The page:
- The Washington Times - Wednesday, February 26, 2003

The ranking Democrat on the Senate Armed Services Committee is worried that the Bush administration is not devoting enough funds to the rebuilding of Afghanistan, while Sen. Joseph R. Biden Jr. said the Bush administration has "basically turned it over to the warlords."

Sen. Carl Levin, Michigan Democrat, returned from a weeklong trip to the Middle East on Saturday concerned that American troops are too "far flung and stretched out" around the world. He also questioned the monetary commitment to complete the rebuilding of Afghanistan.

"Frankly, I have some questions about it in terms of our budget commitment," Mr. Levin said Monday. "There seemed to be a failure to put adequate resources into that reconstruction effort in the budget submission. I hope our budget, either as it comes into the Congress, or as it leaves the Congress, displays the kind of commitment to staying the course that is absolutely essential if we're not going to see a repeat of Afghanistan in Afghanistan and in other places."

Mr. Biden, the ranking Democrat on the Senate Foreign Relations Committee and a Delaware Democrat, said yesterday the Bush administration has "already given up the ghost on Afghanistan" in funding and military commitments.

"They've basically turned it over to the warlords," Mr. Biden said, adding that he proposed giving the Bush administration $100 million in additional funds to help rebuild postwar Afghanistan.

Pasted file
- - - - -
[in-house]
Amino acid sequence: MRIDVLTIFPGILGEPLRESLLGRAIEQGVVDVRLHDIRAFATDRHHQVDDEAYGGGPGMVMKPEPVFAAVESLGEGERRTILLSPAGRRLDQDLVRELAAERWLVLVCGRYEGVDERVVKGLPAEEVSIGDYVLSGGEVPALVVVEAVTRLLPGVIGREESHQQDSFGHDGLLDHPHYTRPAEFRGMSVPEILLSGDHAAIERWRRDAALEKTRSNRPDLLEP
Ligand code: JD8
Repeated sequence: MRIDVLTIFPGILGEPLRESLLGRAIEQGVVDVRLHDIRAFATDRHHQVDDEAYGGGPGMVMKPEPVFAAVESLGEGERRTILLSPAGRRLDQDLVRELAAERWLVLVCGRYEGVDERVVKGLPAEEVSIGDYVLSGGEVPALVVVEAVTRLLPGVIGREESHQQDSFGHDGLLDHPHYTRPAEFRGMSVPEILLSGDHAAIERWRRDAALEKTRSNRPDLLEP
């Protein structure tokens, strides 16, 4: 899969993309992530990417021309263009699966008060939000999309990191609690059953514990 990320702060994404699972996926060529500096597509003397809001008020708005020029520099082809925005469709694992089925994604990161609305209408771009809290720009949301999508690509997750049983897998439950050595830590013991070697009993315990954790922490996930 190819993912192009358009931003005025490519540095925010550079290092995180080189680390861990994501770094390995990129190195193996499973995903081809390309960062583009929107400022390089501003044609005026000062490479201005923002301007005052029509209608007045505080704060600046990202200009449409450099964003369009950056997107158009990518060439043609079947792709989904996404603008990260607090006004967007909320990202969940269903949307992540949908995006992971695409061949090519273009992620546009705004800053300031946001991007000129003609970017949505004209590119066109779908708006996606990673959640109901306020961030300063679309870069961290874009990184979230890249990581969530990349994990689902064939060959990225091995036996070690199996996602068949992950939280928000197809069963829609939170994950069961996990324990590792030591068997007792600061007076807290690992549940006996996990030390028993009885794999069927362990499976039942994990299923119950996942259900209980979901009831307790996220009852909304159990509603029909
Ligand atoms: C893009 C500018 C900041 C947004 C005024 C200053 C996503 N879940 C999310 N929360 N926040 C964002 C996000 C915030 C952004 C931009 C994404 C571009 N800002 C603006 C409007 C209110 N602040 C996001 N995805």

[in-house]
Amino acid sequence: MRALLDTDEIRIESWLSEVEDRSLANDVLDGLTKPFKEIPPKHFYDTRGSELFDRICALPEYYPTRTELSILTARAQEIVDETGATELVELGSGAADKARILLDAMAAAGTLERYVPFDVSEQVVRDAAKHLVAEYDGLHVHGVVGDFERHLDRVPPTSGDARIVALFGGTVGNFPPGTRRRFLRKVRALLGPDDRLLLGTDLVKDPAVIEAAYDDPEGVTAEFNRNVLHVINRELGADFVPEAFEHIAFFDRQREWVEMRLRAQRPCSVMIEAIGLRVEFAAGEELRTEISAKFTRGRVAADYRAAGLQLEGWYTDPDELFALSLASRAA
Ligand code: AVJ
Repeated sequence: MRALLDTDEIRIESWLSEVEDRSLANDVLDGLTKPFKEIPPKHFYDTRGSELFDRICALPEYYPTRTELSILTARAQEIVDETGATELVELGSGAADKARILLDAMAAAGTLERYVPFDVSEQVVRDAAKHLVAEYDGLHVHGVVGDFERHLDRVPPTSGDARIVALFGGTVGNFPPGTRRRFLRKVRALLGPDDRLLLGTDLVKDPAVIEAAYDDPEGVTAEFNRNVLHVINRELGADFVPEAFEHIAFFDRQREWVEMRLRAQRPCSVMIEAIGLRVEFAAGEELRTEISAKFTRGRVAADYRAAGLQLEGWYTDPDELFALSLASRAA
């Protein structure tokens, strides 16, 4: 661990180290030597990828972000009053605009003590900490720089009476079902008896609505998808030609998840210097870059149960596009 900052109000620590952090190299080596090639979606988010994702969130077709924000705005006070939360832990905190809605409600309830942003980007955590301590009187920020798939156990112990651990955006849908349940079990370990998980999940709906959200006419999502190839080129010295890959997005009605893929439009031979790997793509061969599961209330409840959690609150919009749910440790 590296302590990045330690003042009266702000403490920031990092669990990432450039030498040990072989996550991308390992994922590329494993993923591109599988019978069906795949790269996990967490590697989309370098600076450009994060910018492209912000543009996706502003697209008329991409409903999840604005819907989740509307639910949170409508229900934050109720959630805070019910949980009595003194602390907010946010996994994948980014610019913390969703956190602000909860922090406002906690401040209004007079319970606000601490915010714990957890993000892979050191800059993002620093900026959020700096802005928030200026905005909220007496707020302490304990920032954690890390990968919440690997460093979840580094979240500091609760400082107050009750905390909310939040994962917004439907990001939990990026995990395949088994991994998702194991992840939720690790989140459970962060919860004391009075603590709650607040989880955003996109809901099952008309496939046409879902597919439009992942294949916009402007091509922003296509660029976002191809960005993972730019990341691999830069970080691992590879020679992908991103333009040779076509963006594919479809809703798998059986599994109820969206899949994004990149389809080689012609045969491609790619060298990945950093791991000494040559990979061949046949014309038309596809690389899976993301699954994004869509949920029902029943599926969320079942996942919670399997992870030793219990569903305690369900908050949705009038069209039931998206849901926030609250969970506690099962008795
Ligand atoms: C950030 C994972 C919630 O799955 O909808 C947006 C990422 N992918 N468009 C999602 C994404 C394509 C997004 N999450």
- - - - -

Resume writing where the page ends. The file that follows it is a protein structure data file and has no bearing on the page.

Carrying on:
"They've used none of it," he said. "I don't think they have any intention of using it."

Mr. Biden also said the Bush administration hasn't given Congress or the public an idea of how much defeating and patrolling Iraq would cost, forcing him and others to rely on independent think-tank estimates that range from $19 billion to $50 billion a year.

"That's a whole lot of money," Mr. Biden said. "And the point is that no foreign policy is going to be sustained without the informed consent of the American people. The American people think Johnny and Jane are going to come marching home again. They don't have any idea that the estimates are up to 75,000 American forces on the ground [in Iraq] for a minimum of two years."

A Republican aide on the House Budget Committee said it was too soon to start criticizing the levels of funding and planning for military operations.

"It's ironic that the same Democrats who said you haven't budgeted for a war don't want the war in the first place," said a Republican staffer on the House Budget Committee. "The current budget process has only just begun. One week we're not funding Afghanistan enough. The next week it's some domestic program. And out of the other side of their mouths, they complain about deficits."

At a hearing yesterday of the Senate Armed Services Committee, Mr. Levin asked Gen. Eric Shinseki, chief of staff of the Army, how many troops it would take to secure Iraq after a U.S. victory.

"Something on the order of several hundred thousand soldiers are probably a figure that would be required," Gen. Shinseki said. "We're talking about a post-hostilities control over a piece of geography that's fairly significant, with the kinds of ethnic tensions that could lead to other problems."

A Democratic aide said Mr. Levin is "just trying to get his arms around what it's going to require" to wage war in Iraq and then secure peace.

"We are going to get a [classified] briefing [today] for planning for a postwar Iraq, and we'll see what's there," the aide said.


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